That feeling, when you keep hearing his voice in your mind over and over, "Let me tell you a war story," and the rest of the group chuckling, because that's what he does.  And, even though you didn't know him very well, you'll miss that part of Sunday School.
That feeling when you think, "Man.  I was always kind of hoping I'd get to know him better."
He just turned 90.  If you make it to 90 looking and acting like you're 75, how can you just be gone?

when you saw a sign on the counter last time you were at IHOP that says one of their waiters died that weekend.
You didn't know him and had never been served by him.  but he was only 20.  

I know this isn't how death of a loved one feels.  I've felt that, and that post would never be written so casually.  This wasn't, either.  But you know what I mean.

Death makes more sense when it happens over time.  When you know it's coming.  
But when it just happens.  When it just happens, it doesn't even seem real.
Until you think about the wife.


Until now, I thought only of what stories could do in their moment.  I was the ploughman, turning the hearts of my audience like soil, thinking I could bend the earth to my will.  But stories have a quieter and more subtle power than that.  Now I see that I am also the ploughman’s wife walking behind him, dropping seeds into the earth, leaving them to grow in meaning.  I realize that every story I have ever heard is a part of me, deeply rooted, whispering behind my thoughts.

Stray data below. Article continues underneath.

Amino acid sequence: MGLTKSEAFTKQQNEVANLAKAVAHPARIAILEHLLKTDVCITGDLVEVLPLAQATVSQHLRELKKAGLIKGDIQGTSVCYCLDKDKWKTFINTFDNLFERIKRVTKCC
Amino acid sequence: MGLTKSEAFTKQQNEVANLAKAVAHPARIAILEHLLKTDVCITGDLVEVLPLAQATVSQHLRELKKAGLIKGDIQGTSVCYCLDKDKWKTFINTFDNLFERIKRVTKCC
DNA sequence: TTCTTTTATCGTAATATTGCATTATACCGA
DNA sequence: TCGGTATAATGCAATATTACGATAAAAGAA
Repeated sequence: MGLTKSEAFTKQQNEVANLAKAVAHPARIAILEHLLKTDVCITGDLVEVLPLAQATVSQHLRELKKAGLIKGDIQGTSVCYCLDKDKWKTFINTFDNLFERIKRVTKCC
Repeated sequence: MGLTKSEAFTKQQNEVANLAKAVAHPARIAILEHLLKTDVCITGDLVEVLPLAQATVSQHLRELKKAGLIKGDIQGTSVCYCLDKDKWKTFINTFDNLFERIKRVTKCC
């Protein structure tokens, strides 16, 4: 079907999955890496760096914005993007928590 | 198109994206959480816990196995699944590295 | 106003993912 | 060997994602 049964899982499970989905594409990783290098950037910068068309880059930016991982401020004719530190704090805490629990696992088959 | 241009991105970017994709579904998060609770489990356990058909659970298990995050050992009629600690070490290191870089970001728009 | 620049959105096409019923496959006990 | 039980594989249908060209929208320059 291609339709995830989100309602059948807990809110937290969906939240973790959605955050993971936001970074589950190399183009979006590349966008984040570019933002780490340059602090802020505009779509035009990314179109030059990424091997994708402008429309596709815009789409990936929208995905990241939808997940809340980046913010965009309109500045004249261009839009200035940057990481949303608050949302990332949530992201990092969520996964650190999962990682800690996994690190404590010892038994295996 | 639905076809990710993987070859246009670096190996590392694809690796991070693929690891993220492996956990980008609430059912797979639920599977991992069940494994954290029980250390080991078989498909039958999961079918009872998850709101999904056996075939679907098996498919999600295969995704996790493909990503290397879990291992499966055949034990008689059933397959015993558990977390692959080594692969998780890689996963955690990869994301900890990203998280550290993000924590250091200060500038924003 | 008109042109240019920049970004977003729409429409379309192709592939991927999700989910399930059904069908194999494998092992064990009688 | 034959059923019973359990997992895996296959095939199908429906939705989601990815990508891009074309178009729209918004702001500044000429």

Tuesday, May 12, 2015

foster care: part 9 - the final installment (unless you ask more questions:)

"Tomorrow" turned into "next month"!  Life has been over here.  :)

How long did it take for all of you to get into a groove?
Our first placement was only five days long, but I'd say we were in one by the time they left.  They still had tantrums, nighttime was full of waking up, and one of them still had some trouble with liking Joel, but things were pretty smooth overall.   They seemed to feel comfortable in our house within about... a minute of arriving.  One had a hard time adjusting to Joel, but after a day or so she wouldn't scream when left with him.

It took Joel and me a few days to come up with a routine because we'd never been parents before, and we made some changes with our second placement.  With our current placement, things were a little weirder because one started school after a week, so we got into a routine and then things got changed up.  They were comfortable with us almost immediately, though.

Now, that's not to say either placement thought of us as parents right off.  The first group thought we were a sleepover.  That was rough.  The second group had some issues with dishonesty at first because they didn't know whether they could trust us.  That lasted a few weeks, and we're still (six months later) working on always keeping an open dialogue so they know they can talk about what they're feeling.  But we definitely feel like a family.

Is anything easier than you anticipated?